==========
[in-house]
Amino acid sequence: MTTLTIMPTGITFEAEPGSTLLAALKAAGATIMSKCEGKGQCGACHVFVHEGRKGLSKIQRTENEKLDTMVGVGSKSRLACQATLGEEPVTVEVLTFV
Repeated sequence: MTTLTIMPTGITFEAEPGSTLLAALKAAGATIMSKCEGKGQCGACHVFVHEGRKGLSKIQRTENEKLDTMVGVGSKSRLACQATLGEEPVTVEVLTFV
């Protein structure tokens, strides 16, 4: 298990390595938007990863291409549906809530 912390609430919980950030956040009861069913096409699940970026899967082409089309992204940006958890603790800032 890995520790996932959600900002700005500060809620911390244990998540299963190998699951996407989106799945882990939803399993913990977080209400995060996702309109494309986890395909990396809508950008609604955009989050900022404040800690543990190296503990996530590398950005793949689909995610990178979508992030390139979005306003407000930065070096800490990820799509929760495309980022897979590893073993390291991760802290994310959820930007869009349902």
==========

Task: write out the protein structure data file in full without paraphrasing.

[in-house]
Amino acid sequence: MTTLTIMPTGITFEAEPGSTLLAALKAAGATIMSKCEGKGQCGACHVFVHEGRKGLSKIQRTENEKLDTMVGVGSKSRLACQATLGEEPVTVEVLTFV
Repeated sequence: MTTLTIMPTGITFEAEPGSTLLAALKAAGATIMSKCEGKGQCGACHVFVHEGRKGLSKIQRTENEKLDTMVGVGSKSRLACQATLGEEPVTVEVLTFV
């Protein structure tokens, strides 16, 4: 298990390595938007990863291409549906809530 912390609430919980950030956040009861069913096409699940970026899967082409089309992204940006958890603790800032 890995520790996932959600900002700005500060809620911390244990998540299963190998699951996407989106799945882990939803399993913990977080209400995060996702309109494309986890395909990396809508950008609604955009989050900022404040800690543990190296503990996530590398950005793949689909995610990178979508992030390139979005306003407000930065070096800490990820799509929760495309980022897979590893073993390291991760802290994310959820930007869009349902």